Experts found 10 malicious packages on PyPI used to steal developers’ data

Experts found 10 malicious packages on PyPI used to steal developers’ data

10 packages have been removed from the Python Package Index (PyPI) because they were found harvesting data.

Check Point researchers have discovered ten malicious packages on the Python Package Index (PyPI). The packages install info-stealers that allow threat actors to steal the private data and personal credentials of the developers.

The researchers provide details about the malicious packages:

  • Ascii2text is a malicious package that mimics the popular art package by name and description. The code on the __init__.py file downloads and executes a malicious script that searches for local passwords and uploads them using a discord web hook.
  • Pyg-utilsPymocks and PyProto2 are malicious packages to that allows attackers to steal users’ AWS credentials.
  • Free-net-vpn and Free-net-vpn2 are malicious packages developed to target environment variables.
  • Test-async downloads and executes malicious payloads.
  • Zlibsrc downloads and executes malicious payloads.
  • Free-net-vpn and Free-net-vpn2 are malicious packages that target environment variables.
  • WINRPCexploit a malicious package that steals users’ credentials as part of its setup.py installation script.
  • Browserdiv is able to steal the installers credentials by collecting and sending them to a predefined discord webhook.
PyPI 2
Ascii2Text The malicious snippet inside the __init__.py

Unfortunately, in recent months, many other malicious packages have been found on the official PyPI repository.

In June 2022, Sonatype researchers discovered multiple Python packages in the official PyPI repository that have been developed to steal secrets (i.e. AWS credentials and environment variables) and also upload these to a publicly exposed endpoint.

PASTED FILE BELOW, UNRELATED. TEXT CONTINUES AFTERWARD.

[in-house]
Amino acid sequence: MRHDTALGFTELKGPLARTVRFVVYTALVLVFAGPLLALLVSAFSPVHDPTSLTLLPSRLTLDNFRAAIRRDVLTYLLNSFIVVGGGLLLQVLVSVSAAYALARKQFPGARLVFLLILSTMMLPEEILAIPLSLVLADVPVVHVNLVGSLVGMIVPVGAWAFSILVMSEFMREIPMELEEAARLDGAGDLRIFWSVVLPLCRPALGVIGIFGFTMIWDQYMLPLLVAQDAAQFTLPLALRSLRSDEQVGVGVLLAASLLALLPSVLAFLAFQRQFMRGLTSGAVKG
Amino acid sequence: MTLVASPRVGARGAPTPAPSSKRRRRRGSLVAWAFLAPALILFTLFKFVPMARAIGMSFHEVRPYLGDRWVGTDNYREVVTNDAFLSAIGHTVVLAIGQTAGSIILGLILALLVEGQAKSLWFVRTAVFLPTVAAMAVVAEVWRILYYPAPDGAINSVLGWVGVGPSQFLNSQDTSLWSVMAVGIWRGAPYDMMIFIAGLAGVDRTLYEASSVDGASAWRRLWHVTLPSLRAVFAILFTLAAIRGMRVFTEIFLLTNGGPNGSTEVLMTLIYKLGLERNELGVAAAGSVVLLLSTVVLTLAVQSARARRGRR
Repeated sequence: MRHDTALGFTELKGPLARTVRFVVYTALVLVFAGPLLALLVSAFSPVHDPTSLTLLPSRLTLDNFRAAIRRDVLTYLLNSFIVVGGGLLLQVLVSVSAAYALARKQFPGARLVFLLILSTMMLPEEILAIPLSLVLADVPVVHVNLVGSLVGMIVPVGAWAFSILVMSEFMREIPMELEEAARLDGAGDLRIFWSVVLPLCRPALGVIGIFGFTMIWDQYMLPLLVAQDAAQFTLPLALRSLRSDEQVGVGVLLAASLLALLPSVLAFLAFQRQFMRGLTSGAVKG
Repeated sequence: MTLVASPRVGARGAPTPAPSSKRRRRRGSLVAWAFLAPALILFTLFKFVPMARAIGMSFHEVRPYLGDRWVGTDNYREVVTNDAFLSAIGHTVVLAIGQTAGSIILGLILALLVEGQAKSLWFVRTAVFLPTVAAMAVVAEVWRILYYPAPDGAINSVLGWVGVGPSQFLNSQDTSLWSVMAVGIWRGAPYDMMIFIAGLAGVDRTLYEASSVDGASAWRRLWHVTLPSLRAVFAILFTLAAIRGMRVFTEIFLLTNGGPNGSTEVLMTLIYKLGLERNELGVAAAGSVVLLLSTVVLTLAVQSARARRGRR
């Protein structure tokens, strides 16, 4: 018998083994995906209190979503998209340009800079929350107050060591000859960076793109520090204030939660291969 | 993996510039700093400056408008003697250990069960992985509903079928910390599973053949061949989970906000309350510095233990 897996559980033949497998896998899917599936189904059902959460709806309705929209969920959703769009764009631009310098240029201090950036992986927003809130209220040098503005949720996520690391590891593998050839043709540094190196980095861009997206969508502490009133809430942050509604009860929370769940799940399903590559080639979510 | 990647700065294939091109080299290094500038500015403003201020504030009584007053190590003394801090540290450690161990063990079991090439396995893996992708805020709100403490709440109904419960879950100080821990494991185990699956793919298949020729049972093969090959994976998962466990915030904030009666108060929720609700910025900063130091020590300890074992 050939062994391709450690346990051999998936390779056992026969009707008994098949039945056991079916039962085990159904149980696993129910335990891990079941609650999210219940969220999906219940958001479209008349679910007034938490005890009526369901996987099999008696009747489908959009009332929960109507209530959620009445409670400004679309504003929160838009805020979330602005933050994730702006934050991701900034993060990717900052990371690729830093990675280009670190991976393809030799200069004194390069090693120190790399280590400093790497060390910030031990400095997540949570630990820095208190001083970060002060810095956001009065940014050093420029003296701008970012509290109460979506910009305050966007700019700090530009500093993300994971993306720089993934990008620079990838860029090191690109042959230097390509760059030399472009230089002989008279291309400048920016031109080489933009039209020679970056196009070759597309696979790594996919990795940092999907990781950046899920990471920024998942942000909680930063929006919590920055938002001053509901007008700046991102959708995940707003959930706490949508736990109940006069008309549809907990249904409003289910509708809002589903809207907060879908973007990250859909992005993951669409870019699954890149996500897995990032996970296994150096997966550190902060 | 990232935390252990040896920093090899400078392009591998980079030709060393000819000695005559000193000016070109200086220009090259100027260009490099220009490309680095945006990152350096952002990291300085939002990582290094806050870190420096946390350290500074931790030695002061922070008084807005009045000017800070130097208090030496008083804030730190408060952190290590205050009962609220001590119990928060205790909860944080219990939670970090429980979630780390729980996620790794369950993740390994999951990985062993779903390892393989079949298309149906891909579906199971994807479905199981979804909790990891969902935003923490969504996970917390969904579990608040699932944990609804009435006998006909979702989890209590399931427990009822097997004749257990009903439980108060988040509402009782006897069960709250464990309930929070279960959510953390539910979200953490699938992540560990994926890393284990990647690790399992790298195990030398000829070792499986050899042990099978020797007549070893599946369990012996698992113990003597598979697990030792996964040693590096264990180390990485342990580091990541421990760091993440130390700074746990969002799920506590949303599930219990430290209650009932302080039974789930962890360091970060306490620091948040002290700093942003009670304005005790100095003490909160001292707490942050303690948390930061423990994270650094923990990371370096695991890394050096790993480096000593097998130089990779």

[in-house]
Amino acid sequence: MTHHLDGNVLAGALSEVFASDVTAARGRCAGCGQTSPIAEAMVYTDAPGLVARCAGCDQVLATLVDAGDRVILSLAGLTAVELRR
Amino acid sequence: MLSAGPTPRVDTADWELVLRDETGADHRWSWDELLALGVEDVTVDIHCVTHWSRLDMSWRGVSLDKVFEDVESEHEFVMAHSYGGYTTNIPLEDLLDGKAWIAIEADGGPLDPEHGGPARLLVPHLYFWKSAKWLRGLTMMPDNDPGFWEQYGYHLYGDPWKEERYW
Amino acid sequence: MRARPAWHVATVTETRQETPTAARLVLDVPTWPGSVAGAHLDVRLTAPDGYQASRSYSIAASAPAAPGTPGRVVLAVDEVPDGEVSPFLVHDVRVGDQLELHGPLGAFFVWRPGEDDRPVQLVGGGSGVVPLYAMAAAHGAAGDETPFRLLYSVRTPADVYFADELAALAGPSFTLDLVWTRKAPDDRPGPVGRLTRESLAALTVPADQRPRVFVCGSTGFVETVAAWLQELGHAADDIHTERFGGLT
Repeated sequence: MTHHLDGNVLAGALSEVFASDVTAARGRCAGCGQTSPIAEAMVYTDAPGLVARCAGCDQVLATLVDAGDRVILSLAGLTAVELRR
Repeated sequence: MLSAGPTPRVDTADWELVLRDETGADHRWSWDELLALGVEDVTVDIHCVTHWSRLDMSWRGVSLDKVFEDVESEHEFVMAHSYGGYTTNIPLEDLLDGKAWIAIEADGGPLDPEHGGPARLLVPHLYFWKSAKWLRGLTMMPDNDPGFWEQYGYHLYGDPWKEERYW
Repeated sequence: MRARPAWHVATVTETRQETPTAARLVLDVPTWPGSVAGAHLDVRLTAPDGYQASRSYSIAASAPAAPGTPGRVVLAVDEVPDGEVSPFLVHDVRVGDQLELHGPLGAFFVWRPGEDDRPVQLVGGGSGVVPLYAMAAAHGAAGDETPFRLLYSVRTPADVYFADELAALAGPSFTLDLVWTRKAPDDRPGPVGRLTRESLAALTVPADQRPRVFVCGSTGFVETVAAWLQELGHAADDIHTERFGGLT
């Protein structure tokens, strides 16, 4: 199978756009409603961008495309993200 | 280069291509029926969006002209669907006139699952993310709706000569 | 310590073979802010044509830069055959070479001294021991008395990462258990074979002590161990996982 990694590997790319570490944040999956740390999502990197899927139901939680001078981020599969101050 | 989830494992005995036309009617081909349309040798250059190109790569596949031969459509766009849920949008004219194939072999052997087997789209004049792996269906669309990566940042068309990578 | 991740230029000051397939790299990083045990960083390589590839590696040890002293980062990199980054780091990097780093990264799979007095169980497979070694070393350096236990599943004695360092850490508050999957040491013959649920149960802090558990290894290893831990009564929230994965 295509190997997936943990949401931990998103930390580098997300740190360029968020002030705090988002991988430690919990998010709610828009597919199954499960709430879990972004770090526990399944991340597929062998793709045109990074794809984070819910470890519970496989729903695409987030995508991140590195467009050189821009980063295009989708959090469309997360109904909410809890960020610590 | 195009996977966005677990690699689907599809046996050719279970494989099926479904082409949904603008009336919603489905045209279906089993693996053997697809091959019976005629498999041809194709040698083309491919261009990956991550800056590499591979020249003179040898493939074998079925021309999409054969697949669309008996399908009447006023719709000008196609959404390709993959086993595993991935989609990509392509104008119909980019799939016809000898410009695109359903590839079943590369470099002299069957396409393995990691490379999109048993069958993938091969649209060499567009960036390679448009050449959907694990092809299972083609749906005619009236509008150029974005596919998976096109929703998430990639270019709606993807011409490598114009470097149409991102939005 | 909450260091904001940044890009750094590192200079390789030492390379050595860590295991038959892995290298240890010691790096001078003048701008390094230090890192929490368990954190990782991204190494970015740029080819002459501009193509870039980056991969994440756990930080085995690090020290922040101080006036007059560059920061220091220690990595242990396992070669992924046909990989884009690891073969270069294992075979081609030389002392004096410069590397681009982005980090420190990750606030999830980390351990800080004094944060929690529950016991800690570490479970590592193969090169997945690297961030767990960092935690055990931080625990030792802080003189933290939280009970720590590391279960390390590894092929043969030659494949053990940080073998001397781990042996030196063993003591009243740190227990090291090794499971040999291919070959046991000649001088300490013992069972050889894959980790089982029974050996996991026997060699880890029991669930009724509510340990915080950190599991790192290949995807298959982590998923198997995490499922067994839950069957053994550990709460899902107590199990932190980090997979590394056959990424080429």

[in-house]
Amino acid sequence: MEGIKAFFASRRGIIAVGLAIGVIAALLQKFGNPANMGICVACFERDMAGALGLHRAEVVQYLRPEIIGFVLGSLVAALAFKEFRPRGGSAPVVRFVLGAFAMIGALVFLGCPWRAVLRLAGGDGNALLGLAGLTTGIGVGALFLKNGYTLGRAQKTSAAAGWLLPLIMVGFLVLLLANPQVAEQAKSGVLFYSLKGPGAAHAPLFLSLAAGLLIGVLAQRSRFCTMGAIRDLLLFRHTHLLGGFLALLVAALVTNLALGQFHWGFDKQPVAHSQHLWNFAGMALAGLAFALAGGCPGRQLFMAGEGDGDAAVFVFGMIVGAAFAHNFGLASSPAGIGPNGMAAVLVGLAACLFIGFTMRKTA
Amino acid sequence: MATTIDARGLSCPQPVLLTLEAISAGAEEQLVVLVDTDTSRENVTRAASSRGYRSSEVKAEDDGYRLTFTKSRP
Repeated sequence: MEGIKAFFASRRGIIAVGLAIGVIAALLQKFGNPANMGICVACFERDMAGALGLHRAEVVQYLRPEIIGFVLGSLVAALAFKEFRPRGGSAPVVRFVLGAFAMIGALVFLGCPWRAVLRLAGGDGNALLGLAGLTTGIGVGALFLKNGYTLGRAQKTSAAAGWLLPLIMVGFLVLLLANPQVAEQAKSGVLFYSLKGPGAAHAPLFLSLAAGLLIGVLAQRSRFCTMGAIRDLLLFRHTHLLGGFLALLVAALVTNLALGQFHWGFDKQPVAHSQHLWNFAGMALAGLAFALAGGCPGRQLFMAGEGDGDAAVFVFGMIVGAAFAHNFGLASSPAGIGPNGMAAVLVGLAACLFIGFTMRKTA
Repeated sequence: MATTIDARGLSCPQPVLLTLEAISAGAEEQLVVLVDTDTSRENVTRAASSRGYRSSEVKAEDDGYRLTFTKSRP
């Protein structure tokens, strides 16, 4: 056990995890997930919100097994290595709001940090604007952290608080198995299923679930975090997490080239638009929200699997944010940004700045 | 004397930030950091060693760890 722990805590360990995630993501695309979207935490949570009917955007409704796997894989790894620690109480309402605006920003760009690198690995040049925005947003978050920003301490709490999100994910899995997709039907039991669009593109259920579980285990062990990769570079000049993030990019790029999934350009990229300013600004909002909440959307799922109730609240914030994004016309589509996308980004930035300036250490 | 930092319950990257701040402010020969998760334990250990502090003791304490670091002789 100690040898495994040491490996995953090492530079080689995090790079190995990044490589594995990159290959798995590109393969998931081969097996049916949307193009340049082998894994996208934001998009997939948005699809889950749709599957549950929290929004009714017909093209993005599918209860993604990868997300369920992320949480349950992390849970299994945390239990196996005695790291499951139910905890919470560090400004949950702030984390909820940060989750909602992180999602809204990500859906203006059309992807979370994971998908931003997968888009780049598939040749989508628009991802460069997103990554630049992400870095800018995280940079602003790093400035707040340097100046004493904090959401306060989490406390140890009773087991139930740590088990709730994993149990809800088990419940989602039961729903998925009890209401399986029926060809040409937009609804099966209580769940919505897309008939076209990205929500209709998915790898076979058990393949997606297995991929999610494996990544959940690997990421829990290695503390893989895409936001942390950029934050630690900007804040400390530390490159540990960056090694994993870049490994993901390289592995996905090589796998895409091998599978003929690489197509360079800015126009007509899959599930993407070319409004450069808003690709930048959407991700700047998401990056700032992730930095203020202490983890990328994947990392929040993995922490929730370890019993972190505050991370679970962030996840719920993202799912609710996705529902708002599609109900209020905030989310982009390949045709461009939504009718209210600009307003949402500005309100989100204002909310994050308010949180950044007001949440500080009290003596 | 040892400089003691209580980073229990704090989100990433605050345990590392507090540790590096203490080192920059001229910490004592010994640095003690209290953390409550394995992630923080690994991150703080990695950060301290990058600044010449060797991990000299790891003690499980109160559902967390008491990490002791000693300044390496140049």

In November 2021, JFrog researchers discovered 11 malicious Python packages in the Python Package Index (PyPI) repository that can steal Discord access tokens, passwords, and even carry out dependency confusion attacks.

Supply chain attacks are designed to exploit trust relationships between an organization and external parties. These relationships could include partnerships, vendor relationships, or the use of third-party software. Cyber threat actors will compromise one organization and then move up the supply chain, taking advantage of these trusted relationships to gain access to other organizations’ environments.” concludes the report. “Such attacks became more frequent and grew in impact in recent years, therefore it is essential developers make sure are keeping their actions safe, double checking every software ingredient in use and especially such that are being downloaded from different repositories, especially ones which were not self-created.”

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Pierluigi Paganini

(SecurityAffairs – hacking, PyPI)




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